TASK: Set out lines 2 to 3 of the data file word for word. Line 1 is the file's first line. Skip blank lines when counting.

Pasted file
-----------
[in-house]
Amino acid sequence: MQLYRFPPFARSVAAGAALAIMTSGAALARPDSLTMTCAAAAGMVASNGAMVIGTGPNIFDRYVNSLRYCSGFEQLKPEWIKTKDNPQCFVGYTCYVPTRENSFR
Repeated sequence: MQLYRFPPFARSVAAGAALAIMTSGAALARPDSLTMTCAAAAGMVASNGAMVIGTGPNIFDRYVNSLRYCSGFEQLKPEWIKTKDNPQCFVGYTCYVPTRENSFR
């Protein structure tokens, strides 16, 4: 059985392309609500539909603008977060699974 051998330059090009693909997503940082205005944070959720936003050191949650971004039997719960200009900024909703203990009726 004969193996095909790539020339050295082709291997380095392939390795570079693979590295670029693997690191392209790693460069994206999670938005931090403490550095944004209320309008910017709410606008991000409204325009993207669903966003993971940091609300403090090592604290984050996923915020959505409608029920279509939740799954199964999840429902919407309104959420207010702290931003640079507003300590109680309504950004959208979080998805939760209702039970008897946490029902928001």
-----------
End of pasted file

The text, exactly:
Amino acid sequence: MQLYRFPPFARSVAAGAALAIMTSGAALARPDSLTMTCAAAAGMVASNGAMVIGTGPNIFDRYVNSLRYCSGFEQLKPEWIKTKDNPQCFVGYTCYVPTRENSFR
Repeated sequence: MQLYRFPPFARSVAAGAALAIMTSGAALARPDSLTMTCAAAAGMVASNGAMVIGTGPNIFDRYVNSLRYCSGFEQLKPEWIKTKDNPQCFVGYTCYVPTRENSFR